It was only a couple of weeks ago that I was lamenting a slow health IT news cycle. Now I’m up to my eyeballs in things I want to write about.
The physician lounge is buzzing about the Medicare Access and CHIP Reauthorization Act of 2015, also called the “SGR bill” or “Doc Fix” bill. Unfortunately, most of them didn’t read beyond the AMA headline — “Medicare payment formula bites the dust” — to see what is really heading their way. Although they won’t be threatened frequently with Medicare payment cuts, the entire Medicare payment game is changing. For those who participate, there will be annual payment increases of 0.5 percent through 2019 and then a variety of other changes.
Although that’s certainly better than a cut, it doesn’t even keep up with inflation. Physicians can’t ask their suppliers to limit their price increases to 0.5 percent. Many hospitals and health systems that only offered employees that level of salary increase would see feet moving towards the door. AMA leadership is lauding it as historic legislation that “finally brings an end to an era of uncertainty for Medicare beneficiaries and their physicians.” Based on the discussion around the physician lunch table, anyone who thinks this is going to end uncertainty about physicians and Medicare might be confused.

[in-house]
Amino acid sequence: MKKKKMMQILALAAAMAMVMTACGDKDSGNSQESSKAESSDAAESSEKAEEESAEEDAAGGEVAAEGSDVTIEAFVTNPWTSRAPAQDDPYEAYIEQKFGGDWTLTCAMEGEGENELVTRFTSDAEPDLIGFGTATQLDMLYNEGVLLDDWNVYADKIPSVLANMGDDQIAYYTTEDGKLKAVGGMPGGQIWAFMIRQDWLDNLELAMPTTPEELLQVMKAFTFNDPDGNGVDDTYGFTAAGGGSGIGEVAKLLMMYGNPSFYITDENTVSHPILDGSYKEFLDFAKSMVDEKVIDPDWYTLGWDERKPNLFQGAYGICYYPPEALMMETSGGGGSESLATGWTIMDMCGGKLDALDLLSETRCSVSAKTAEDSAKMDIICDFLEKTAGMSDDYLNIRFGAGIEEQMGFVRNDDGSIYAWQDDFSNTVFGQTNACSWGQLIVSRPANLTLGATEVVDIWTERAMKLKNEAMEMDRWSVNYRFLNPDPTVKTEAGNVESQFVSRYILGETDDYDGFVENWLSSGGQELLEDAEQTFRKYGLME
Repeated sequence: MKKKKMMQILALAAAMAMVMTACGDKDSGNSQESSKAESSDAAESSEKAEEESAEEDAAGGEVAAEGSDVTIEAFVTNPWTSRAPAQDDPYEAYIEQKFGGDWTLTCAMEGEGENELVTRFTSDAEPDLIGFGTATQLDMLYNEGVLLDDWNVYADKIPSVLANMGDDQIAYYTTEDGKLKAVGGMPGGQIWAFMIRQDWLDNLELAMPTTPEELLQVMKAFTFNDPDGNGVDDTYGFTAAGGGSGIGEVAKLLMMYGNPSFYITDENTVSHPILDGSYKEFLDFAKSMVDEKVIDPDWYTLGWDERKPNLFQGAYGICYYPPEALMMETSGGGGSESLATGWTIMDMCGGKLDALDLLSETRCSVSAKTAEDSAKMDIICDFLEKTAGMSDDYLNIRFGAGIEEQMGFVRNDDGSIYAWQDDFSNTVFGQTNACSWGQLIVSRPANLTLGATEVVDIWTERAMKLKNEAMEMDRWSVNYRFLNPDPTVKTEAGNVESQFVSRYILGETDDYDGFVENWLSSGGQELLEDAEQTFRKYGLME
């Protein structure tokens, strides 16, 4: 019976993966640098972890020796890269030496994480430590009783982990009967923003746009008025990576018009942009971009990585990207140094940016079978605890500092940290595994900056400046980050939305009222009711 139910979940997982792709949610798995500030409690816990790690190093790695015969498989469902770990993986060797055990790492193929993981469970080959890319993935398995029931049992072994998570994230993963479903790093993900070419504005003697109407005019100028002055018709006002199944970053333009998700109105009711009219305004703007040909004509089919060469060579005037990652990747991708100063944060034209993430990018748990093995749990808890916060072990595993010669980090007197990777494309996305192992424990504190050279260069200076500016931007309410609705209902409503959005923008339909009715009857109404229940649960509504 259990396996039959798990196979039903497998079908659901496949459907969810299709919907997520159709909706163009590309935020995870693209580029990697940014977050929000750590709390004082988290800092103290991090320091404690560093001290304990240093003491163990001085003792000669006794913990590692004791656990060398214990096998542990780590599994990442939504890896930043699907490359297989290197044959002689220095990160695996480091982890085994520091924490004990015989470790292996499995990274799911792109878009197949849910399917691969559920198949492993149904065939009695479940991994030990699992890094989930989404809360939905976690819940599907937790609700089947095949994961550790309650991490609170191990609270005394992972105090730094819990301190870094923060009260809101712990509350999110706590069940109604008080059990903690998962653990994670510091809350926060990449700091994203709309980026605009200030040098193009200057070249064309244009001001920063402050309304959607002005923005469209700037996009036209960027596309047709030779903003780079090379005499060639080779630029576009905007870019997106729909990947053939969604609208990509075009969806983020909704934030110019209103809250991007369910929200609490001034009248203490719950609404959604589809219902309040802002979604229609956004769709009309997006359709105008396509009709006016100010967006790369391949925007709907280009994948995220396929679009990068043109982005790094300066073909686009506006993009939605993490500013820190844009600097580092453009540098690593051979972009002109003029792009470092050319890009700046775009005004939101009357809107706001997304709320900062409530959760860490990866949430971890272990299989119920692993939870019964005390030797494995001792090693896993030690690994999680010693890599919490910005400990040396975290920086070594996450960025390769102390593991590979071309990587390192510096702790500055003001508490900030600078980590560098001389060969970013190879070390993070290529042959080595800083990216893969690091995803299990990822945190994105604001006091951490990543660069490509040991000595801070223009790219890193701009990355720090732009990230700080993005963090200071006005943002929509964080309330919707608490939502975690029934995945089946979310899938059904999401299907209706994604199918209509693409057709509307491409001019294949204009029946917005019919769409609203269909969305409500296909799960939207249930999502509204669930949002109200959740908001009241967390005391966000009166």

I have to admit I haven’t read the whole thing, but rather several strategic digests and quite a few chest-thumping press releases. Colleagues who are savvier about the actual contents of the legislation are appropriately skeptical. Those that were considering a departure from Medicare haven’t changed course, and today, additional physicians were jumping into the discussion. Although Medicare’s quality reporting programs should be streamlined, many physicians still are not on board with pay for quality if physicians will continue to be graded on outcomes beyond their control.
Although the new payment models are voluntary, I can see employed physician organizations immediately heading in that direction. Administrative bloat will increase as teams are hired to review and comply with what will undoubtedly be reams of new CMS requirements and regulations. While physicians around the table were initially applauding the end of MU as we know it, the room became quiet when the detail-oriented ones pointed out its replacements. The more unified incentive program will be based on quality metrics, resource and cost utilization, practice improvement, and also Meaningful Use. Physicians in the so-called “Alternative Payment Models” will also have to continue using certified EHR technology, so vendors aren’t off the hook either.
Physicians are particularly leery of metrics that include untested patient satisfaction or engagement metrics. A piece in The Atlantic this week addresses the issue. My favorite quote: “Patients can be very satisfied and be dead an hour later.” It cites research by a professor at the University of California-Davis that concluded the physicians may be reluctant to have difficult conversations with patients due to fears of lower patient satisfaction scores. There’s not a tremendous amount …read more